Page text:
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Northwest Territories Premier Bob McLeod, centre, said he wants to see at least three ports in his territory support increased shipping traffic in the North, along with more icebreakers.JONATHAN HAYWARD/The Canadian Press

Climate change has hurt the northern economy in ways few southern Canadians can appreciate, says Northwest Territories Premier Bob McLeod, but he also wants to make sure his territory benefits from increased shipping traffic as Arctic sea ice recedes.

“It’s getting harder to resupply our communities,” McLeod said in an interview Tuesday from Saskatoon, where he spoke at the Pacific Northwest Economic Region summit.

“We rely a lot on ice roads. Their life span is getting shorter and shorter,” he said.

McLeod noted fuel had to be flown in to three communities last year.

Declining rainfall meant reservoirs didn’t replenish enough for two hydroelectric facilities to run, meaning diesel generators had to be fired up.

And disappearing wildlife has made it tougher to put food on the table.

“A lot of people can only afford to live in the Arctic because they’re able to harvest their food off the land,” McLeod said.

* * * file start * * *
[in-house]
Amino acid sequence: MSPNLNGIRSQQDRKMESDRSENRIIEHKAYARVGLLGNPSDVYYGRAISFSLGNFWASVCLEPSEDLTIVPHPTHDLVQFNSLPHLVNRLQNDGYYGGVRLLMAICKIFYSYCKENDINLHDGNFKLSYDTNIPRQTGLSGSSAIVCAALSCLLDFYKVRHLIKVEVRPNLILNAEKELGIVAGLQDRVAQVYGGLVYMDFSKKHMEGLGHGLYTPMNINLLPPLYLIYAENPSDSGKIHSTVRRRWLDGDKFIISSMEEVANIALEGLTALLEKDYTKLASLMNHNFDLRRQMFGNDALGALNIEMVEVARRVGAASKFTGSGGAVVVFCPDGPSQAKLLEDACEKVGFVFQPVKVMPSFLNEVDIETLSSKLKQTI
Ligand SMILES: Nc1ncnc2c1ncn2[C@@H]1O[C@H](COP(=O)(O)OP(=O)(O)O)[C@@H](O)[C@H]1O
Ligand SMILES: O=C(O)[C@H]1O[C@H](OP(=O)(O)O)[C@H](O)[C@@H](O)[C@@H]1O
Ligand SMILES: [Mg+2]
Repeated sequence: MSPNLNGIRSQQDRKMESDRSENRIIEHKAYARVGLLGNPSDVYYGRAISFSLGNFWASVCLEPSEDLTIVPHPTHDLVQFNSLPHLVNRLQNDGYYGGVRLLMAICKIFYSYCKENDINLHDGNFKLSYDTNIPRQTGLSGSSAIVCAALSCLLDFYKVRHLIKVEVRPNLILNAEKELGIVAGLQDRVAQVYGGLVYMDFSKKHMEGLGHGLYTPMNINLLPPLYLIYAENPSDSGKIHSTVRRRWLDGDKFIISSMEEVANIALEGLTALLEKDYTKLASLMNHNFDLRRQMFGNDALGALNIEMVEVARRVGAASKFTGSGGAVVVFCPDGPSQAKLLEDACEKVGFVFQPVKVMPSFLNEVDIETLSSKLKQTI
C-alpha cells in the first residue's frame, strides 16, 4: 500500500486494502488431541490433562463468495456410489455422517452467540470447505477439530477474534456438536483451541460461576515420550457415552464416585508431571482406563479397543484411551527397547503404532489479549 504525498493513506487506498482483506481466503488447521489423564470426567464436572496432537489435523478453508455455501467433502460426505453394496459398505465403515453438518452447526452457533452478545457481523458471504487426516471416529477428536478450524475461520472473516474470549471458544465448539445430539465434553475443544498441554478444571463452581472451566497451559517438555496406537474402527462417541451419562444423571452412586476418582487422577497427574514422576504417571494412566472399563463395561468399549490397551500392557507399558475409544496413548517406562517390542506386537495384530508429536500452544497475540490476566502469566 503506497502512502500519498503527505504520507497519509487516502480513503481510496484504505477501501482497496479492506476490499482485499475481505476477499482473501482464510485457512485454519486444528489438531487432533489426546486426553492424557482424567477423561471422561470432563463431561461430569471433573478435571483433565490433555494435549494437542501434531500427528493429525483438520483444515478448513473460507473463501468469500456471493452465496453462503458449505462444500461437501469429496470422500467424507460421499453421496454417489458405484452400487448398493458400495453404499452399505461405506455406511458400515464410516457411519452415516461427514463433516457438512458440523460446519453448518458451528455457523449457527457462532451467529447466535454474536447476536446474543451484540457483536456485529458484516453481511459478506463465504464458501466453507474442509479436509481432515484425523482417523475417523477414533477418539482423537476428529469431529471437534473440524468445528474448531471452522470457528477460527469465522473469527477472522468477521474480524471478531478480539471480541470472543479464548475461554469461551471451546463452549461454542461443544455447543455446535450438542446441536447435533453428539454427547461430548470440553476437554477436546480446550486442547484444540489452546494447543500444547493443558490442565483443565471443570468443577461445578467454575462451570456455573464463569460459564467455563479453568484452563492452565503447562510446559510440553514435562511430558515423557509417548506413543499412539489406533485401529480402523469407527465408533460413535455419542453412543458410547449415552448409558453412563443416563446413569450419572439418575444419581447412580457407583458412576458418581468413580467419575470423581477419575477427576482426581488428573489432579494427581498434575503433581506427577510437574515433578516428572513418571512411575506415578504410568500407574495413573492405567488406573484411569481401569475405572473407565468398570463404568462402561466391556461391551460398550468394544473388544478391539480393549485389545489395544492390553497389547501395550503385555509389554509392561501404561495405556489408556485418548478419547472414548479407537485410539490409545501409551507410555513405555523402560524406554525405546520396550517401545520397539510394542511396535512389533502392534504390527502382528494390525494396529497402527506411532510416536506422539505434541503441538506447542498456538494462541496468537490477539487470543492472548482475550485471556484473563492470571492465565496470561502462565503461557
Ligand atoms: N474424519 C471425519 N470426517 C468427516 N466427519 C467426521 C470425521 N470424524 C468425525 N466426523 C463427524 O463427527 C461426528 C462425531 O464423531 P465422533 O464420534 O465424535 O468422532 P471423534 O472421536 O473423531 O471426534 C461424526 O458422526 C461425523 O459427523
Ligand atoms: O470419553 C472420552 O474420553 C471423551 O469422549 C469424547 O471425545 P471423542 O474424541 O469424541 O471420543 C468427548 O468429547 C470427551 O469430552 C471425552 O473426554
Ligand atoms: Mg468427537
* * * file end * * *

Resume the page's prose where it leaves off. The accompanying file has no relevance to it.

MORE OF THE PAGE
At the same time, McLeod said he sees opportunities in another effect of climate change – the Beaufort Sea staying clear of ice for longer each year.

“It’s very timely now to do some strategic investing and planning.”

McLeod said he wants to see at least three ports in his territory support increased shipping traffic in the North, along with more icebreakers.

He has been urging Ottawa to take a stronger stand on asserting Arctic sovereignty, as China, Russia and other international players look to stake their claims to northern shipping routes.

There should be a stronger military presence in the Arctic, an immigration policy that brings more newcomers to the region and investments in research facilities, McLeod said.

He also wants other regions shoulder their fair share of greenhouse gas emissions reductions. For the meagre amount the Northwest Territories emits, it suffers a disproportionate amount from climate change, he said.

“We’re not the problem. Southern Canada is the problem,” he said. “Southern Canadians don’t see the effects of climate change on a daily basis, so you just continue on your merry way doing whatever you’re doing.”

The Northwest Territories has a carbon pricing regime coming in Sept. 1 that takes into account the high cost of heating and aviation fuel.

But he stopped short of criticizing provinces – Alberta, Saskatchewan and Ontario among them – that have challenged Ottawa’s carbon tax in court.

“They’re their own jurisdictions,” he said. “I’m not going to tell them what to do.”

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